Lucretia: Winning Workout Points

Monday marks two weeks since five co-workers from the Kinry Road Elementary School in Wappingers Falls, N.Y., talked about their desire to lose weight and get healthy on The Early Show. They are on different weight loss plans and we are tracking their progress.

Weight Off is not a competition to see who will lose the most weight. It is designed to be a comparison of different weight-loss plans. The hope is that the participants will support one another, have fun and lose weight in the process.

At the first weigh-in, came, the Weight Off participants were all cheering each other on, says Lucretia Cortright, the youngest member of the group. And for good reason: The first week on Weight Watchers, Cortright lost 6 3/4 pounds.

Many people try to lose weight alone, says Cortright, but it is important to have support. Her Weight Off partners and Weight Watchers group have been what she has needed to succeed, she says.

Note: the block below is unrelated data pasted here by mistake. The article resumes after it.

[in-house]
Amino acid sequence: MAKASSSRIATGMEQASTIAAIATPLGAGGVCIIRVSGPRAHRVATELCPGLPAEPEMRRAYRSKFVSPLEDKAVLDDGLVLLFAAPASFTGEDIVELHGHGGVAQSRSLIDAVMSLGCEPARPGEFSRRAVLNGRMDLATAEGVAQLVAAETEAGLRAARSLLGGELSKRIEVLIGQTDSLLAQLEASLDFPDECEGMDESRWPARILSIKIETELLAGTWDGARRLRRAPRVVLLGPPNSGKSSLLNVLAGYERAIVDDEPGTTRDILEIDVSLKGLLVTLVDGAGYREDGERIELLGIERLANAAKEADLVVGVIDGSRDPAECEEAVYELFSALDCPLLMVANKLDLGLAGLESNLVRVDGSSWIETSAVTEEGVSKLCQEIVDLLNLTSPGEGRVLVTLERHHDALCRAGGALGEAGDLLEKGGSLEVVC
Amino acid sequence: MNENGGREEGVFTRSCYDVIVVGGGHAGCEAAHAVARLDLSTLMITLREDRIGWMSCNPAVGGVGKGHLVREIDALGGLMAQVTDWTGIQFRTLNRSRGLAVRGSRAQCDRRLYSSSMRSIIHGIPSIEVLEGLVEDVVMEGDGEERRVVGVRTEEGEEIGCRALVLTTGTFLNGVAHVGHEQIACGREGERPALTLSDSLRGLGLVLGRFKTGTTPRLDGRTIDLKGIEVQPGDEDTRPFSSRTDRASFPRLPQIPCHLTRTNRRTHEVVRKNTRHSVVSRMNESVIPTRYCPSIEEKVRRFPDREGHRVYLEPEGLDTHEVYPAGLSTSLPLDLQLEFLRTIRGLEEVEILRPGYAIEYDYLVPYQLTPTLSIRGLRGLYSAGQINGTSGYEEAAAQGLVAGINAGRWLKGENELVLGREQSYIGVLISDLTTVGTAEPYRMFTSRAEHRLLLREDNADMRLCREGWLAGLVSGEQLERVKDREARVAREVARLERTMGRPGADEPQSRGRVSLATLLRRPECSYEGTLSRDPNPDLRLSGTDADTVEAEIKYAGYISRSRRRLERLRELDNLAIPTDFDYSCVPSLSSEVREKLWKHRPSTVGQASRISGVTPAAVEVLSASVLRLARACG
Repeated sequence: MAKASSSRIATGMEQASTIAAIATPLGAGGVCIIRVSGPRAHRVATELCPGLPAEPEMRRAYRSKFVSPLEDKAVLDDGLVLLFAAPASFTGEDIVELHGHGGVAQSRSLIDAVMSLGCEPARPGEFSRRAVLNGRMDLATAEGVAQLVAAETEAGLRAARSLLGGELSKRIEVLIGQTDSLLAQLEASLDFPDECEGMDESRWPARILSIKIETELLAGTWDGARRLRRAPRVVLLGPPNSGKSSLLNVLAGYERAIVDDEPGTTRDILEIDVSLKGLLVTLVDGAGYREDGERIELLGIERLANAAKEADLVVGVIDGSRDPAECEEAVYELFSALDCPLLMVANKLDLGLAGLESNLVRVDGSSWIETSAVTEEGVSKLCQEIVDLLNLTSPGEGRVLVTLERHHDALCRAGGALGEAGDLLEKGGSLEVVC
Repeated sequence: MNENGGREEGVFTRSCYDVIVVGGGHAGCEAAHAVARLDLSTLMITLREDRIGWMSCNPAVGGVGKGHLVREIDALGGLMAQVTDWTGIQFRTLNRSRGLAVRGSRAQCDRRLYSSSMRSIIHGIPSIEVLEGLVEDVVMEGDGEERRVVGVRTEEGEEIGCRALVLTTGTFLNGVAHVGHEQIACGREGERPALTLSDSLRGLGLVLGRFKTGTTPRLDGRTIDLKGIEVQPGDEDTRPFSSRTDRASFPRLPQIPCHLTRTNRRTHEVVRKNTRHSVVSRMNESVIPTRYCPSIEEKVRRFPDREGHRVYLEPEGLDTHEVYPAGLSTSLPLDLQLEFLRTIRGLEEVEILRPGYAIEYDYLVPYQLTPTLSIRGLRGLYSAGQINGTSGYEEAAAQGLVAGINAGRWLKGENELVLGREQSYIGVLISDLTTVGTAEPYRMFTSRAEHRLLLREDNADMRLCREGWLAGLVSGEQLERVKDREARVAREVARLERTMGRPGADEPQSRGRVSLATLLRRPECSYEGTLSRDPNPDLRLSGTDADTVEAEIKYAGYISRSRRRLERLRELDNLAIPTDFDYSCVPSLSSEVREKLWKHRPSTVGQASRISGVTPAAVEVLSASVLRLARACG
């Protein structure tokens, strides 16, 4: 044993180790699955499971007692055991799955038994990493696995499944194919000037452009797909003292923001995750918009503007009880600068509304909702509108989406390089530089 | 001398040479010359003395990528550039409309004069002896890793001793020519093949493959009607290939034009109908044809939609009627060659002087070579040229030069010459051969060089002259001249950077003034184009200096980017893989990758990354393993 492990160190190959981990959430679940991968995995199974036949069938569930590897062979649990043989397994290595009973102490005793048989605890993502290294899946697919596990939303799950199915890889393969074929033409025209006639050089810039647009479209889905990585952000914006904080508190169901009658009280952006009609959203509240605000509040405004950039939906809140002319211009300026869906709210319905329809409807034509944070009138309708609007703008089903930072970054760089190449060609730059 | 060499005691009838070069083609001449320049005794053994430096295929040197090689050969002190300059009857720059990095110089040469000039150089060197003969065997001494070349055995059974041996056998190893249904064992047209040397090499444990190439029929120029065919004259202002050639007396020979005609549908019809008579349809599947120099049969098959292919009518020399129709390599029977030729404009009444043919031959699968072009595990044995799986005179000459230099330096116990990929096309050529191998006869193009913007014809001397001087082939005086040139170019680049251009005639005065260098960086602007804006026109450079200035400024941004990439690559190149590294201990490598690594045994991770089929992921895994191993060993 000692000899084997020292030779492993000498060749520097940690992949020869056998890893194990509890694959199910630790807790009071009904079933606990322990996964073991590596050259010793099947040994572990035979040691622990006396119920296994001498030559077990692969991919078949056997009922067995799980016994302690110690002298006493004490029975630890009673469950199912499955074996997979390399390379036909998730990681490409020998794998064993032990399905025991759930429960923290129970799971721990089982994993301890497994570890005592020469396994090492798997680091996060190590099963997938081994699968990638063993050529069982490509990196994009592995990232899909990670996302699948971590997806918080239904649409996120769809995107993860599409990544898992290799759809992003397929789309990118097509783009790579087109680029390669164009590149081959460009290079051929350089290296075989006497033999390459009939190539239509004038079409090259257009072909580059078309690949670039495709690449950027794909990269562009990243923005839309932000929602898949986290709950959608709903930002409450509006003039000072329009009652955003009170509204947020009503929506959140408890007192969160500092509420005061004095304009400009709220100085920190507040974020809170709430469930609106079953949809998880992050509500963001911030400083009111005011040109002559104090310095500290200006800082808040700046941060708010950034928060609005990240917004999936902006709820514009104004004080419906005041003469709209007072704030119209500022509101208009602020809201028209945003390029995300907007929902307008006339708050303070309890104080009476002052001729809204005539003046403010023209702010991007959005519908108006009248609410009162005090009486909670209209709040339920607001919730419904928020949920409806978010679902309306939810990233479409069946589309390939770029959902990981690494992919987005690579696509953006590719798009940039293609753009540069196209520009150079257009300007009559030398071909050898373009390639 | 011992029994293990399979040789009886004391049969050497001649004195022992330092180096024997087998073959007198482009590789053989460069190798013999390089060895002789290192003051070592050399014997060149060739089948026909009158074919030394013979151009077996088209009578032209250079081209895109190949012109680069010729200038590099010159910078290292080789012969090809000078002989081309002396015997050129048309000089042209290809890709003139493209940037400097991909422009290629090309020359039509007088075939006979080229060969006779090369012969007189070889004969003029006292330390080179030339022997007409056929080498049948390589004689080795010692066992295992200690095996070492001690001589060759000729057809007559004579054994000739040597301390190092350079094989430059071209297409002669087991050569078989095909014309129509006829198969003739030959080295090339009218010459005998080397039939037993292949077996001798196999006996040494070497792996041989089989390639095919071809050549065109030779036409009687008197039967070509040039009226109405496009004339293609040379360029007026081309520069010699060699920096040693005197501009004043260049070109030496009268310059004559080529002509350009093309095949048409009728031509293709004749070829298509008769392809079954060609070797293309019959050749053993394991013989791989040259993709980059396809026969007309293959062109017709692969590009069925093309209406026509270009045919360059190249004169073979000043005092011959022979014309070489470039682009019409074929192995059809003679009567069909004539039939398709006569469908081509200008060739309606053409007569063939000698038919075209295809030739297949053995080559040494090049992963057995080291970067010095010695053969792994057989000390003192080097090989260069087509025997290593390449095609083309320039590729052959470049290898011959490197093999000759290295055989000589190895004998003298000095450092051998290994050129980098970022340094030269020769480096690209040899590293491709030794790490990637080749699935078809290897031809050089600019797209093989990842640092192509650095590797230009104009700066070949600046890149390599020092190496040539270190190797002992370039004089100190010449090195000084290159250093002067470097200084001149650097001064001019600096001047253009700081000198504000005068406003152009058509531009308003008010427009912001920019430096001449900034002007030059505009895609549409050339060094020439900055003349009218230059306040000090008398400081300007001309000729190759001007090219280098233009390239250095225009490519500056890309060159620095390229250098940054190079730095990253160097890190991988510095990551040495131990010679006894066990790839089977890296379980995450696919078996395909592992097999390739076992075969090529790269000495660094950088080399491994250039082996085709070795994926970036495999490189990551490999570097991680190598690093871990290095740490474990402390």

Cortright's motivation to lose weight is her upcoming wedding, July 4. She says she has her dress already, but it is a little tight. Though it is designed to be altered up or down, she says she is hoping for down.

A big step for Cortright has been going to the gym. Part of the Weight Watchers program is the Points Activity system, in which, through exercise, members get winning points for increasing their activity level.

Though the first trip was scary, she says she no longer feels out of place and has learned not to compare herself with others. In fact, she says she has found exercise to be a stress reliever.

Her confidence has improved as well, she has noted. Cortright started dieting when she was 10 and says she was bullied often. Her mom oversaw all the diets, but refused to allow her do anything drastic, she says. Today, she says her fiancé accepts her weight and is supportive of whatever she wants to do.

The problem for her now, she says, is finding clothes that are fashionable, look good on her and are not so expensive. She points out that prices vary considerably because they are a plus size.

Another thing that irritates her is people having the idea that dieting is easy, she says, especially because it has been a battle throughout her life.

Her problem is not that she is a "volume eater" or an overeater, as much as an emotional eater she says. When her emotions go wild, she says, she eats. It doesn't matter the emotion; she could be happy or sad.

Although Cortright has lost weight before, this time is different for her. She says the support she has been getting has helped her stay on track and she is taking active control by being on the treadmill.